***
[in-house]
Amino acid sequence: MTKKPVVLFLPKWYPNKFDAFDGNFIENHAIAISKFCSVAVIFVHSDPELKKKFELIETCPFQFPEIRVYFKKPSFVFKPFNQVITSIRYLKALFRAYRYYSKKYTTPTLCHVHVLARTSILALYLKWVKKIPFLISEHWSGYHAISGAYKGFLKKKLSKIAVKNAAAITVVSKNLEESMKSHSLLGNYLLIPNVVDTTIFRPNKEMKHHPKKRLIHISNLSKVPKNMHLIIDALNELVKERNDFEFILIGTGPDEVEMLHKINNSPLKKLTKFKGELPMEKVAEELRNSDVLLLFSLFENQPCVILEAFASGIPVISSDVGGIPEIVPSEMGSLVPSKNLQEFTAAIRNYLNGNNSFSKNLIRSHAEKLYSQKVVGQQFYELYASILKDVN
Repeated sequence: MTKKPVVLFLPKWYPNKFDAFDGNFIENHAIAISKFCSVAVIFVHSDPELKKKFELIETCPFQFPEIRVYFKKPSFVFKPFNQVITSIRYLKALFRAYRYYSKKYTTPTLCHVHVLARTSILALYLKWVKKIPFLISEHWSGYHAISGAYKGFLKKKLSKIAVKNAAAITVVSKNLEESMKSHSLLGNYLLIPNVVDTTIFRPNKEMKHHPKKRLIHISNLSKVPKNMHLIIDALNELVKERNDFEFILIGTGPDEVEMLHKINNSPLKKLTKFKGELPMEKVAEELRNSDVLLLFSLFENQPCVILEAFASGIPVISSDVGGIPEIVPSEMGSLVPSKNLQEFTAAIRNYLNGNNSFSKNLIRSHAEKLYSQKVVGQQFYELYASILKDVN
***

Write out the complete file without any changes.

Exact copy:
[in-house]
Amino acid sequence: MTKKPVVLFLPKWYPNKFDAFDGNFIENHAIAISKFCSVAVIFVHSDPELKKKFELIETCPFQFPEIRVYFKKPSFVFKPFNQVITSIRYLKALFRAYRYYSKKYTTPTLCHVHVLARTSILALYLKWVKKIPFLISEHWSGYHAISGAYKGFLKKKLSKIAVKNAAAITVVSKNLEESMKSHSLLGNYLLIPNVVDTTIFRPNKEMKHHPKKRLIHISNLSKVPKNMHLIIDALNELVKERNDFEFILIGTGPDEVEMLHKINNSPLKKLTKFKGELPMEKVAEELRNSDVLLLFSLFENQPCVILEAFASGIPVISSDVGGIPEIVPSEMGSLVPSKNLQEFTAAIRNYLNGNNSFSKNLIRSHAEKLYSQKVVGQQFYELYASILKDVN
Repeated sequence: MTKKPVVLFLPKWYPNKFDAFDGNFIENHAIAISKFCSVAVIFVHSDPELKKKFELIETCPFQFPEIRVYFKKPSFVFKPFNQVITSIRYLKALFRAYRYYSKKYTTPTLCHVHVLARTSILALYLKWVKKIPFLISEHWSGYHAISGAYKGFLKKKLSKIAVKNAAAITVVSKNLEESMKSHSLLGNYLLIPNVVDTTIFRPNKEMKHHPKKRLIHISNLSKVPKNMHLIIDALNELVKERNDFEFILIGTGPDEVEMLHKINNSPLKKLTKFKGELPMEKVAEELRNSDVLLLFSLFENQPCVILEAFASGIPVISSDVGGIPEIVPSEMGSLVPSKNLQEFTAAIRNYLNGNNSFSKNLIRSHAEKLYSQKVVGQQFYELYASILKDVN